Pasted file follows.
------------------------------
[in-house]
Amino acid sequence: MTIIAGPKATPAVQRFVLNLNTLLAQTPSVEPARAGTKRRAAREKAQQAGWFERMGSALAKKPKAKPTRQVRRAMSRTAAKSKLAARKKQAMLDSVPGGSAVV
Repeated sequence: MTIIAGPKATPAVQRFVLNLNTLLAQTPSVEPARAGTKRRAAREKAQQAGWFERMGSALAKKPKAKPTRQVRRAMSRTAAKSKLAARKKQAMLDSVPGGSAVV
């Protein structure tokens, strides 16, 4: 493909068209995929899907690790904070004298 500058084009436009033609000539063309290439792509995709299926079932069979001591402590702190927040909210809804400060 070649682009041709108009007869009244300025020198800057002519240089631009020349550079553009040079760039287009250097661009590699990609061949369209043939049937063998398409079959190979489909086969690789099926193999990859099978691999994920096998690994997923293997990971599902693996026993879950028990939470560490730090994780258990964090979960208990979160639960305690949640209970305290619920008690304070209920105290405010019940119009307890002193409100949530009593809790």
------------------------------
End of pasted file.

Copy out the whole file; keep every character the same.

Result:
[in-house]
Amino acid sequence: MTIIAGPKATPAVQRFVLNLNTLLAQTPSVEPARAGTKRRAAREKAQQAGWFERMGSALAKKPKAKPTRQVRRAMSRTAAKSKLAARKKQAMLDSVPGGSAVV
Repeated sequence: MTIIAGPKATPAVQRFVLNLNTLLAQTPSVEPARAGTKRRAAREKAQQAGWFERMGSALAKKPKAKPTRQVRRAMSRTAAKSKLAARKKQAMLDSVPGGSAVV
């Protein structure tokens, strides 16, 4: 493909068209995929899907690790904070004298 500058084009436009033609000539063309290439792509995709299926079932069979001591402590702190927040909210809804400060 070649682009041709108009007869009244300025020198800057002519240089631009020349550079553009040079760039287009250097661009590699990609061949369209043939049937063998398409079959190979489909086969690789099926193999990859099978691999994920096998690994997923293997990971599902693996026993879950028990939470560490730090994780258990964090979960208990979160639960305690949640209970305290619920008690304070209920105290405010019940119009307890002193409100949530009593809790």